In this week’s parsha, the basic beliefs of Judaism are outlined in the form of the Aseret Ha-Dibrot. God’s revelation giving us what are popularly called the Ten Commandments at Mount Sinai is the central message of Parshat Yitro. These Ten Commandments are understood to be “set in stone” but are they? Putting it another way, how much uniformity do we really need in modern Judaism?
As a Progressive Jew, I am deeply concerned with this question. As a historian, I look to the past to help partially provide answers. Let us examine the debate over the 1937 Columbus Platform, the Reform movement’s second statement of principles. I argue that it was at this moment that many of the issues that concern us today first became prominent.
The Columbus Platform attempted to reinvigorate the movement by allowing for a degree of religious pluralism. Whereas the 1885 Pittsburgh Platform, the first such attempt to write up a set of comprehensive beliefs, had posited only one way to practice Reform Judaism, the 1937 platform began to recognize divergent practices and even different belief systems.
This created a new problem: It became very difficult to maintain a consistent theology. If God is commanding a certain way of behaving, that should be reflected in certain behavioral norms. Without behavioral norms, how can one argue that God has a specific set of expectations? At the 1935 Central Conference of American Rabbis (CCAR) conference, Rabbi Louis Binstock of Temple Sinai in New Orleans argued that it was unacceptable that everybody did what they wanted to.
Some Reform congregations had Friday night and Saturday morning services, others had Saturday morning and Sunday morning services, and still others had Friday night and Sunday morning services. Because rabbis were teaching completely different approaches to Sabbath and holiday observances, Reform congregants in different parts of the country would inevitably grow up with dramatically different and even contradictory ideas about religion in general, and Judaic beliefs in particular.
Binstock claimed that the increasing diversity of the Reform movement in the interwar period was not a positive factor but destroyed respect for Judaism as a tradition and as a religion. “I do feel that Reform Judaism must declare itself positively; decree definite dogmas of affirmation or denial . . . furnish a clear chart of religious principles and truths by which we must steer safely and surely in the present storm-tossed sea of religious strife.”
In the subsequent debate, HUC theologian Rabbi Samuel Cohon argued that although he did not want Reform Judaism to accept dogmas per se, he felt a clear formulation of the principles of Judaism to be critical. Then people could understand what Judaism stood for and how they could observe their religion. Cohon called for a “crystallization of thought as to what is primary and what is secondary” among the theological principles of Reform Judaism.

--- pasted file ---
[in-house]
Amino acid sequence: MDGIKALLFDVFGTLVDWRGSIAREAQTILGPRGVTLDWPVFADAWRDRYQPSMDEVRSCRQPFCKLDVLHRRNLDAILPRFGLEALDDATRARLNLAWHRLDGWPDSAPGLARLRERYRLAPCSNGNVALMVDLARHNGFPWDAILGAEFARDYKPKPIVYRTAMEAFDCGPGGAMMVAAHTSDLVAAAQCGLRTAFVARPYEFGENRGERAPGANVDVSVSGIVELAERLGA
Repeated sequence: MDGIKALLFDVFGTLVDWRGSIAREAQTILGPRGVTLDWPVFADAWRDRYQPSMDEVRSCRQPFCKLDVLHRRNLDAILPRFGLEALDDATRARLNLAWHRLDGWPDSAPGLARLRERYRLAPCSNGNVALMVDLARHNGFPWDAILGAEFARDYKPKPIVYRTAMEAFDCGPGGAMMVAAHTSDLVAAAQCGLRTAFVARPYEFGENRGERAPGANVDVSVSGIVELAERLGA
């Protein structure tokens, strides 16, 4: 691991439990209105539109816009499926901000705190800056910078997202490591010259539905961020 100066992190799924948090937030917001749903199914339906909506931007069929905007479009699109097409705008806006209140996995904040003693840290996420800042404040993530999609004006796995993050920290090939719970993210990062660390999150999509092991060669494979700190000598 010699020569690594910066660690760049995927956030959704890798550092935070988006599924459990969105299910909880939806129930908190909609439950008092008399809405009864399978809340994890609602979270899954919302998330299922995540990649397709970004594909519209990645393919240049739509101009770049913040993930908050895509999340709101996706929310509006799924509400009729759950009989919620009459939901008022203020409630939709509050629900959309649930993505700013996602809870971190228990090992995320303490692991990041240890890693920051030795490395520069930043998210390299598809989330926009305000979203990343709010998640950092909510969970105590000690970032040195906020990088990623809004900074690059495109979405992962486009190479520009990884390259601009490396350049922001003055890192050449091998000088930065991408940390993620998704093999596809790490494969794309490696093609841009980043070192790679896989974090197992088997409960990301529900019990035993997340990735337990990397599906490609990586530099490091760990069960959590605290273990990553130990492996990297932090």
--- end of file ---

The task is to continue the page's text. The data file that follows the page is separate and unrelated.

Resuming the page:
When he presented a report of the Commission on the Guiding Principles of Judaism in 1936, he stated: “The time has come for us in this age of chaos to take our Judaism seriously and instruct our people in the way they should follow and the things they should do. We should teach them that we believe in God, in Israel, and in Torah, and show them how to revive prayer, ceremonials, and other observances, whereby we can strengthen our lives.”
Cohon believed that Reform congregants needed guidance through the chaos produced by a rapidly changing religious environment and a deteriorating world economic and political situation. If Reform rabbis could provide no firm direction in terms of religious belief and practice, the religious lives of their parishioners would degenerate further—a point similar to Rabbi Kaufmann Kohler’s in 1885 and one of Kohler’s reasons for pushing the Pittsburgh Platform.
But the Columbus Platform was less successful in creating a document that conveyed a clear and decisive religious vision. Perhaps that was inevitable. Times had changed, and religious agreement was becoming harder to reach within the Reform movement. The platform is today remembered mostly as an affirmation of Jewish peoplehood. The document accepted the notion that the Jews are a people and a nation as well as a religious group.
But it failed to unify the entire movement behind a shared religious vision. Nevertheless, the 1937 platform did signal the growing influence of Rabbi Mordecai Kaplan on Reform Judaism. The focus on Jewish peoplehood and the revival of interest in Jewish “ceremonials” reflect Kaplan’s notion of Judaism as a civilization that encompasses the Jewish people and its historical character expressed through its rituals, ceremonies, and other communal practices.
A clear formulation of the principles of Judaism is absolutely critical if we intend to build a thriving and vibrant Progressive Judaism around the world. That is the only way we will be able to understand what Judaism stands for and how – as well as why — we need to observe our religion.